Thursday, September 06, 2012

32-bit EXEs on a 64-bit System

Anyone who's done digital analysis of Windows systems knows that they can be pretty complex beasts to analyze.  To add a little "fun" to the mix, the location of artifacts on a 64-bit Windows system will depend on whether the programs used are 32- or 64-bit programs.


Now, what does all this mean?  Let's say you have a copy of a malware sample, and you submit it to VirusTotal, or you already know what the malware is identified and known as to some of the various AV vendors.  When you read the AV vendor write-ups on the malware, you'll notice that they very rarely identify the analysis platform used; so, if the malware uses the Run key for persistence, you might open the Software hive in a viewer and navigate to the Run key, not find any unusual entries, and then simply assume that the malware either didn't execute, or failed to completely install and run.

You should be aware that 64-bit Windows system perform redirection when it comes to 32-bit applications.  What this means is that if you check the PE header of the malware file and find that it was compiled for 32-bit platforms, and the system you're analyzing is a 64-bit platform, you're going to need to look in a few additional (maybe I should say "other", instead) areas for your artifacts.

Registry redirection primarily affects the Software and NTUSER.DAT hives; there's (apparently) no "WOW6432Node" subkey in the System hive (I haven't seen one yet).  As such, if malware usually uses the Run key, then you should check the Run keys in both the HLKM\Software\Microsoft\Windows\CurrentVersion and the HLKM\Software\Wow6432Node\Microsoft\Windows\CurrentVersion paths.

Something to be aware of is that none of the RegRipper plugins available in the current archive that check the Run keys in either the Software or NTUSER.DAT hives account for redirection.  I have a number of plugins in my own repository that do take this into account, and have been responsible for some pretty cool/significant finds.

Now, most times, within the file system, all we usually see with respect to redirection is that when we install 32-bit applications on a 64-bit system, we'll see a C:\Program Files directory as well as a C:\Program Files (x86) directory.  However, due to file system redirection, 32-bit malware that, for example, attempts to write a file to the  C:\Windows\config\systemprofile \AppData\Local folder (on a Windows 7 or Win2008R2 system), on a 64-bit system will actually write that file to the to C:\Windows\SysWOW64\config\systemprofile\AppData\Local folder.  Use of environment variables such as %Temp% will have a similar effect.

Again, I have yet to see any Registry redirection that applies to the System hive.  I have seen 32-bit malware installed on 64-bit Windows systems as a service, and the services entries went right into the ControlSet00n\services\ subkeys.

Note: The current version of the plugin includes some simple checks (via grep()) for potentially suspicious paths, such as those that contain the term "temp".  Based on some recent findings, I'm going to go back to that and add a check for SysWOW64...and I will likely add that check to other plugins, as well.

So What?
So, why should anyone care about any of this at all?  Well, let's say that you're doing some analysis of a system, and you think that there may be malware on the system, malware for which several AV vendor write-ups state that it uses the Run key for persistence.  Okay, so we run RegRipper or open the hive in a viewer and navigate to that key...but we don't see a reference to any unusual files.  At this point, what do we do?  In some cases, many of us might check that item off of our checklist, and move on to the next step.  However, did we really complete that check?  After all, AV vendor write-ups are notorious for not providing complete information...I have yet to see a write-up that states, " is the PE header info for this malware, and we performed dynamic analysis by running the malware in a Windows XP SP3 (32-bit) VirtualBox VM..", and to be honest, I don't think that I've seen that because to the AV vendors, none of that is important.  But to an incident responder or a digital forensic analyst, it can be very important.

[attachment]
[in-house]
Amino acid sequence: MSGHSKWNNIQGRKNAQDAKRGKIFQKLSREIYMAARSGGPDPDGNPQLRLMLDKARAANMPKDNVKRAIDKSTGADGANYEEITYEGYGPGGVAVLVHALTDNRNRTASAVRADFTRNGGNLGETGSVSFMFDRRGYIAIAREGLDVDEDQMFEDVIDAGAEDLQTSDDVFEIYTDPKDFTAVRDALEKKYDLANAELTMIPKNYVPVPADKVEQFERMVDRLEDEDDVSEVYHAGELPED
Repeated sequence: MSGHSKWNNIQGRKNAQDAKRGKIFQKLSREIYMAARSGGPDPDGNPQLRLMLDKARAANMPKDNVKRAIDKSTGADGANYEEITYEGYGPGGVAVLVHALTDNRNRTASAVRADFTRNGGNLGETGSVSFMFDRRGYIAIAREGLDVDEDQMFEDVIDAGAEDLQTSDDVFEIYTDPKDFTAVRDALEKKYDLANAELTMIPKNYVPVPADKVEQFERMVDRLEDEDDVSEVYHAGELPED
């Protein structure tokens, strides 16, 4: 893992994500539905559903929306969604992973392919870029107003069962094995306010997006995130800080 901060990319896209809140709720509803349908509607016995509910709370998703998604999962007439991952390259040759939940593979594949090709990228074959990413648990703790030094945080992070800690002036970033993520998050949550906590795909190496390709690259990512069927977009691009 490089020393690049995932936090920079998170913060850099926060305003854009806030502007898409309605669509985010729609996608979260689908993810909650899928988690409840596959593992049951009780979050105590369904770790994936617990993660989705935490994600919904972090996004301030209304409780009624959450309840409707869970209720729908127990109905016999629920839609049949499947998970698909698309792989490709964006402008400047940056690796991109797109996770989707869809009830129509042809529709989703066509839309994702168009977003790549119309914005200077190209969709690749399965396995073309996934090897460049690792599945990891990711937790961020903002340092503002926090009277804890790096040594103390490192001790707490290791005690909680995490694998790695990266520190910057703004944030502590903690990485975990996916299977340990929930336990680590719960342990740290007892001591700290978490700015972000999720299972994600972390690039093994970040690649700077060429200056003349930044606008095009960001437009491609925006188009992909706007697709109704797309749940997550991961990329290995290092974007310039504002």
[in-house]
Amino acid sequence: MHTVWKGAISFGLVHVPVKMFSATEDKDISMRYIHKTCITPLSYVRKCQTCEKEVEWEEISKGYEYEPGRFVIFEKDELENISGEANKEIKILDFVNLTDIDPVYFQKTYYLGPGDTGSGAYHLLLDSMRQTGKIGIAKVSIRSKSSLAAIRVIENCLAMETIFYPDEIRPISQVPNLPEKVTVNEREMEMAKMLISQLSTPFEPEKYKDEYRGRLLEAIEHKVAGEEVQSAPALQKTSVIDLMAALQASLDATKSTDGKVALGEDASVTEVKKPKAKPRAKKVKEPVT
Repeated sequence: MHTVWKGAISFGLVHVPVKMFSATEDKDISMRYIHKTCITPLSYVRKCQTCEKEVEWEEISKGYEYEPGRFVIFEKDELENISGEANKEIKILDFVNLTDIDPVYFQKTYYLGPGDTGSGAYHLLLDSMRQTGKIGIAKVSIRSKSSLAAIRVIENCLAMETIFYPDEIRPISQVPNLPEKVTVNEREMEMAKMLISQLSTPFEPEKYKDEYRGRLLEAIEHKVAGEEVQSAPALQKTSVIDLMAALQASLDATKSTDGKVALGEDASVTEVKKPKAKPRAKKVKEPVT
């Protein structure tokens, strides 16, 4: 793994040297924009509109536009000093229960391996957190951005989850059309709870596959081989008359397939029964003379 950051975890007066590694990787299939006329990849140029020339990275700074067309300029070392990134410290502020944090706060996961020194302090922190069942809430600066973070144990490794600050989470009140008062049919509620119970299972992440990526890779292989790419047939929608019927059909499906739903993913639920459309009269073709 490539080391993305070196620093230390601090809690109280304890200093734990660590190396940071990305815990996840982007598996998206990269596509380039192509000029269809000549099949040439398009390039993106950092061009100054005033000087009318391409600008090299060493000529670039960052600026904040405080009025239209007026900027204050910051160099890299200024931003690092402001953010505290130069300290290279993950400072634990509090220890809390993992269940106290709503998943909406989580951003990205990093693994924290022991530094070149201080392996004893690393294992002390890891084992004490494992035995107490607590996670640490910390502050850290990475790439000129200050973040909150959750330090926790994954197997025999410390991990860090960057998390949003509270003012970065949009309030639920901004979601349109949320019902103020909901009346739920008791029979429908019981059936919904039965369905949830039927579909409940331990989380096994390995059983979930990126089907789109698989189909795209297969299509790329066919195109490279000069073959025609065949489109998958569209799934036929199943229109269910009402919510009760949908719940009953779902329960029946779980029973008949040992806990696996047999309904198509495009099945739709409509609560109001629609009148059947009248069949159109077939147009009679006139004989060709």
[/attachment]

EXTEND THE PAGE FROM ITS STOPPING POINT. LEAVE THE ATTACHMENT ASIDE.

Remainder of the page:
A couple of months ago, I was looking at a Software hive from a system that had been compromised, and I found some interesting artifacts in the Microsoft\Tracing key.  Now, this was a 64-bit Windows system I was analyzing, and I knew that at least one of the programs that had been installed on the system was 32-bit, so I decided to check the WOW6432Node\Microsoft\Tracing key, and not only did I find the subkeys that I thought would be there, but I also found references to other 32-bit programs, as well. 

So, when performing analysis or asking questions in order to further your analysis, it is important to realize that not only is it very important to be aware of the version of Windows that you are analyzing, but it's also important to be aware of whether the version is 32- or 64-bit, as this can have a significant impact on where you look for artifacts, in both the file system as well as the Registry.

This also applies to when we're sharing information within the community; for example, after having read this blog post, it should be pretty clear that this write-up of ADrive on involved a 32-bit app run on a 64-bit system.  However, if you weren't aware of this, would you look for the \Wow6432Node\Microsoft\Tracing\ADrive Desktop_RASAPI32 key, not find "Wow6432Node" in the Software hive, and then just figure that the application had not been run?

Registry Redirection
File System Redirector

1 comment:

YeahIt'sMe said...

Very timely post. Have been confronting the issue of 32-bit malware on 64-bit systems. So far the persistence mechanisms have been in Services, but will definitely be adding this info to my arsenal. Thank you sir.